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Tell wit how much it wrangles

In fickle points of niceness ;
Tell wisdom she entangles
Herself in over-wiseness :

And if they do reply,
Then give them both the lie.

Tell physic of her boldness;

Tell skill it is pretension;
Tell charity of coldness;
Tell law it is contention :

And if they yield reply,
Then give them still the lie.

Tell fortune of her blindness;

Tell nature of decay;
Tell friendship of unkindness;
Tell justice of delay :

And if they do reply,
Then give them all the lie.

Tell arts they have no soundness,

vary by esteeming; Tell schools they lack profoundness, And stand too much on seeming.

If arts and schools reply,
Give arts and schools the lie.

Tell faith it's-fled the city;

Tell how the country erreth;
Tell manhood, shakes off pity;
Tell virtue, least preferreth.

And if they do reply,
Spare not to give the lie.

So, when thou hast, as I

Commanded thee, done blabbing;

Although to give the lie
Deserves no less than stabbing

Yet stab at thee who will,
No stab the soul can kill!

On the Snuff of a Candle.

The night before he died.
COWARDS fear to die; but courage stout,
Rather than live in snuff, will be put out.

Sir Walter Ralegh the night before his death. [In some copies thus entitled; “ Verses said to have been found in his Bible

“ in the Gate house at Westminster ;” archbishop Sancroft, who has transcribed the lines, calls them his “ Epitaph made by himself, and given to one of his the night before his suffering."]

EVEN such is time, that takes on trust

Our youth, our joys, our all we have,
And pays us but with age and dust;

Who in the dark and silent grave,
When we have wandered all our ways,
Shuts up the story of our days !
But from this earth, this grave, this dust,
The Lord shall raise me up, I trust!


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Mine eye,

Mine ear,

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Mine ear,
To learn,
Her tongue,
Doth teach,

O tongue,
With checks,
Vex not,
Mine ear,


To know,
Her tongue,
Doth fear,

Her wit,
So sharp,
Then hit,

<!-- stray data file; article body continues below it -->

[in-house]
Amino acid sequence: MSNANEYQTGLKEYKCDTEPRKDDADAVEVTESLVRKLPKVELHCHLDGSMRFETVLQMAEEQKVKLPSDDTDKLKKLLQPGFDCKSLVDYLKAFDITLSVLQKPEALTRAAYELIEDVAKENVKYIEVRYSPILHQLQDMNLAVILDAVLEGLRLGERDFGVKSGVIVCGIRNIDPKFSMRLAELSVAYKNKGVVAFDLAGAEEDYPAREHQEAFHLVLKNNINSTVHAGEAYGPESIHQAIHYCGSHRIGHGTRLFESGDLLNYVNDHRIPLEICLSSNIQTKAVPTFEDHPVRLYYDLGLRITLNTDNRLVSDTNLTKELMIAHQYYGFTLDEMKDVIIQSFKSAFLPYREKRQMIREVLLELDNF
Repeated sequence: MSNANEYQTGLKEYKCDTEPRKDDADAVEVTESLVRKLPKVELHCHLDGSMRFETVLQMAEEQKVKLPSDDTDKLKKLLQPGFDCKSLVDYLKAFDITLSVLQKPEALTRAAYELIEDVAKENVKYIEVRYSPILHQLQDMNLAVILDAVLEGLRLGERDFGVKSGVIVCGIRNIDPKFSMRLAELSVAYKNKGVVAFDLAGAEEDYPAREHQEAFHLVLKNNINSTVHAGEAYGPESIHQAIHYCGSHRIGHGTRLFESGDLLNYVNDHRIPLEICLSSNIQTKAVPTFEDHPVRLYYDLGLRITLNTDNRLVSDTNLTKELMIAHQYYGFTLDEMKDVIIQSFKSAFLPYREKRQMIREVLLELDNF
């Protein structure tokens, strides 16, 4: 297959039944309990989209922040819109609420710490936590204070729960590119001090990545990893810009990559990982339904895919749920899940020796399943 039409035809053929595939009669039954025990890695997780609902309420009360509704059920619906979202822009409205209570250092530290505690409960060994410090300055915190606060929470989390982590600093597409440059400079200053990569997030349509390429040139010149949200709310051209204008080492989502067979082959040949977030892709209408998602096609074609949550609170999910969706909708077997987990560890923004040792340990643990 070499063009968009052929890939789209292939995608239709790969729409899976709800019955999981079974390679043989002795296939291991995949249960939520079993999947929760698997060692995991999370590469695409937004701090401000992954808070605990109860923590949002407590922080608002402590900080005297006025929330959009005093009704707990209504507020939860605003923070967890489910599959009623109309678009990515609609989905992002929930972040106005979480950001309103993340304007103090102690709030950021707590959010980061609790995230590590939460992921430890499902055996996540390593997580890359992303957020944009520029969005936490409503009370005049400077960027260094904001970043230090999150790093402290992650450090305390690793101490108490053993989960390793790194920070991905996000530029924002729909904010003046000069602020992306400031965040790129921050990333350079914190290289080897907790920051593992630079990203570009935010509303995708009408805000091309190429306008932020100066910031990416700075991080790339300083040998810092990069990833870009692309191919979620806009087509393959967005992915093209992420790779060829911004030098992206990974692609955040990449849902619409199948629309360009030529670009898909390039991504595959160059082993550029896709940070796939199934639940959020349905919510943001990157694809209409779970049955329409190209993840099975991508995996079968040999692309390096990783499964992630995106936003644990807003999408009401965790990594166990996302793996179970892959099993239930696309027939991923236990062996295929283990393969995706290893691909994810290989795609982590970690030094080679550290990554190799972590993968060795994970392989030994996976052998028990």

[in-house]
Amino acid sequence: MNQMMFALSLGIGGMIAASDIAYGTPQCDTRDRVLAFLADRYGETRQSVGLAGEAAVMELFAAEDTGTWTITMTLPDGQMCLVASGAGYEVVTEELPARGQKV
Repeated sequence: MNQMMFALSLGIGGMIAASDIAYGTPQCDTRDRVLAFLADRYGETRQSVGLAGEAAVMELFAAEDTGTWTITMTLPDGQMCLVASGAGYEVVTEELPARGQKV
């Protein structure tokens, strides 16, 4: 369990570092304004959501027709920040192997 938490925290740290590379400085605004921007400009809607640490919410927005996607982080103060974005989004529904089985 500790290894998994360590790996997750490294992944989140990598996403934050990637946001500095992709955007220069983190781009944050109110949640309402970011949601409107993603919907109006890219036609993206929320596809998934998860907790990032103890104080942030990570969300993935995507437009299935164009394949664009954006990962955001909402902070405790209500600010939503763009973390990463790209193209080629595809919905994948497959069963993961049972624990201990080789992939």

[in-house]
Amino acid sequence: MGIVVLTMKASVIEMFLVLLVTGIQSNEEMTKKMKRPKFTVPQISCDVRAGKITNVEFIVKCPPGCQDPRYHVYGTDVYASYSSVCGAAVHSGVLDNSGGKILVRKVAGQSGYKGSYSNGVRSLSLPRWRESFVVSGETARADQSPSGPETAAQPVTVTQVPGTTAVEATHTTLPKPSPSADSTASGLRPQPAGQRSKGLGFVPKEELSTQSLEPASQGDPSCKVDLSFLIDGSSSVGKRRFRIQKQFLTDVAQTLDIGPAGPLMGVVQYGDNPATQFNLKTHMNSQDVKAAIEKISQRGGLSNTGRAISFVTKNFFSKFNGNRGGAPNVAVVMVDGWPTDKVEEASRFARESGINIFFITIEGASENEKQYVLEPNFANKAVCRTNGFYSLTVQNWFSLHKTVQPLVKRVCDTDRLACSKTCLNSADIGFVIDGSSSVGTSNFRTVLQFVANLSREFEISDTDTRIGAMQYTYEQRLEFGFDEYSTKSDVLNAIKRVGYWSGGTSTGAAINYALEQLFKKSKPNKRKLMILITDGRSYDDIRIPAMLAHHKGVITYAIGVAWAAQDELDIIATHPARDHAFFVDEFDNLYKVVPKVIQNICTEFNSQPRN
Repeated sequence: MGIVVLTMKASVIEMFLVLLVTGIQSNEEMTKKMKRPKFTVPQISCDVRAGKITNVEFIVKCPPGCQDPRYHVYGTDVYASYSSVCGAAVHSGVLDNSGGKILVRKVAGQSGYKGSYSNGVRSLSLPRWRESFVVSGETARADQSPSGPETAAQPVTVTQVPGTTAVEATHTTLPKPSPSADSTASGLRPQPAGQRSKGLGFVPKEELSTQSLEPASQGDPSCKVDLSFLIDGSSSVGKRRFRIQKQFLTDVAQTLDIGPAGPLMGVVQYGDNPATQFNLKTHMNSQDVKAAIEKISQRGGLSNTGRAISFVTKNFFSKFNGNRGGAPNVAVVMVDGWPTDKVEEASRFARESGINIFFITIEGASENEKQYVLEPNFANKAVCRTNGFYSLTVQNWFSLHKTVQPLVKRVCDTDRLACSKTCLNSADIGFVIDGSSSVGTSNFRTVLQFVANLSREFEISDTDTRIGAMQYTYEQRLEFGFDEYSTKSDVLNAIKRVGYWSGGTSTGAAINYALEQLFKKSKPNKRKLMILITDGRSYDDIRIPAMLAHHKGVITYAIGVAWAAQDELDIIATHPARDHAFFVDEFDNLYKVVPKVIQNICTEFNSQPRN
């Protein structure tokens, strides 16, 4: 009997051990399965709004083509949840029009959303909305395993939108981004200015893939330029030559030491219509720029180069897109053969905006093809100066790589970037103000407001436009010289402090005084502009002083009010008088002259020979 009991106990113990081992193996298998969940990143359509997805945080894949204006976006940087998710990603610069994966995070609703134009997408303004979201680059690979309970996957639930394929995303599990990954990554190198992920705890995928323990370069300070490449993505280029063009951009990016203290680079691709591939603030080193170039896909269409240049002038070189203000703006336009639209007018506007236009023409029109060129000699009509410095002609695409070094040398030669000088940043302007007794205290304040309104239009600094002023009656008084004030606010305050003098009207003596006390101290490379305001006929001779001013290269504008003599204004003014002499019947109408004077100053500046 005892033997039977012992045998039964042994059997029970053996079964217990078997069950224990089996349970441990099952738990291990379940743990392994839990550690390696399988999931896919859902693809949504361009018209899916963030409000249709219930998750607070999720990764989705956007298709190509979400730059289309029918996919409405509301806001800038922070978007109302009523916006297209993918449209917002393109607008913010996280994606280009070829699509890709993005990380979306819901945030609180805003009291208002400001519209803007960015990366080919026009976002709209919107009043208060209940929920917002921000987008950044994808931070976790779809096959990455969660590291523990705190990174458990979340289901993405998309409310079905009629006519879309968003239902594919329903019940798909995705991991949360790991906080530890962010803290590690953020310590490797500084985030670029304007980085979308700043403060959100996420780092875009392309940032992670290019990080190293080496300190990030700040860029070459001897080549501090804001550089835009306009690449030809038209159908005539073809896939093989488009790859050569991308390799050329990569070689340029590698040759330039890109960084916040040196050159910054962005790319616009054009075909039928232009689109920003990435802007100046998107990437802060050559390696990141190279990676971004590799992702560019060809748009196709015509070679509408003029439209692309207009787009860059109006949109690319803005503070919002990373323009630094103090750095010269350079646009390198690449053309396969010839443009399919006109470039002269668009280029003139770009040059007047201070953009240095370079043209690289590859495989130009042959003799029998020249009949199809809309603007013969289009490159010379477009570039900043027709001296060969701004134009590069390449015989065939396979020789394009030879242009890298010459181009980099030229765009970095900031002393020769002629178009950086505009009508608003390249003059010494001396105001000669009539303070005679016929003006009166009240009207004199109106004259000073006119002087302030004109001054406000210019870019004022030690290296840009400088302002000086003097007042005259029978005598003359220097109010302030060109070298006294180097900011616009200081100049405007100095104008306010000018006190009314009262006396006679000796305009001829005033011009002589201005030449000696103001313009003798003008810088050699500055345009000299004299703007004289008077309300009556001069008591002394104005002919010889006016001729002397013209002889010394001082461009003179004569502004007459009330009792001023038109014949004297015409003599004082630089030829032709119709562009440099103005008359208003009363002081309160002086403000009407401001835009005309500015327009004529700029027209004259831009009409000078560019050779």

Mine heart.

Mine heart,
To love,
Her heart,
Doth move.

O wit,
With smart,
Wound not,
Mine heart.

Mine heart,
To fear,
Her wit,
Doth swear.

Mine eye,

4. Mine

eye, To learn, Her face, Doth lead,

Farewell to the Court.

[From Le Prince d'Amour.] LIKE truthless dreams so are my joys expir’d, And past return are all my dandled days, My love misled, and fancy quite retird, of all which past, the sorrow only stays.

My lost delights, now clean from sight of land,
Have left me all alone in unknown ways,

My mind to woe, my life in fortune's hand,
Of all which past, the sorrow only stays.

As in a country strange without companion,
I only wait the wrongs of death's delays,
Whose sweet spring spent, whose sound well nigh is

Of all which past, the sorrow only stays,

Whom care forewarns, ere care or winter's cold,
To haste me hence to find my fortune's fold.

The Advice.

[From Le Prince d'Amour.]
Many desire, but few or none deserve
To win the fort of thy most constant will;
Therefore take heed, let fancy never swerve
But unto him that will defend thee still.

For this be sure, the fort of fame once won,
Farewell the rest, thy happy days are done!

Many desire, but few or none deserve
To pluck the flowers and let the leaves to fall;
Therefore take heed, let fancy never swerve,
But unto him that will take leaves and all.

For this be sure, the flower once pluckt away,
Farewell the rest, thy happy days decay !

Many desire, but few or none deserve,
To cut the corn, not subject to the sickle.
Therefore take heed, let fancy never swerve,
But constant stand, for mowers' minds are fickle.

For this be sure, the crop being once obtain d,
Farewell the rest, the soil will be disdain d.

Verses by Sir Walter Ralegh.

[From the Ashmolean MSS.)
Calling to mind, mine eye went long about
To cause my heart for to forsake my breast,

All in a rage I thought to pluck it out
By whose device I liv'd in such unrest.
What could I say then to regain my grace ?
Forsooth that it had seen my mistress' face !

And then again I called unto mind,
It was my heart that all this woe had wrought,
Because that he to love his fort resign'd,
When on such wars my fancy never thought.

What could he say when I would have him slain?
That it was yours, and had forgone me clean.

At length, when I perceiv'd both eye and heart

Excuse themselves as guilty of mine ill;
I found myself the cause of all my smart,
And told myself, myself now slay I will.

Yet, when I saw myself to you was true,
I love myself, because myself loves you.

Moral Advice.

[From the Ashmolean MSS.] WATER thy plants with grace divine, and hope to live

for aye;

Then to thy Saviour Christ incline, in him make stead

fast stay;

Raw is the reason that doth lie within an atheist's head, Which saith the soul of man doth die, when that the

body's dead.

A Lover's Verses.

[From the Bodleian MSS.]
Fain would I but I dare not;
I dare, but yet I may not: :
I may, although I care not
For pleasure when I play not.

You laugh, because you like not ;
I jest, and yet I joy, not :

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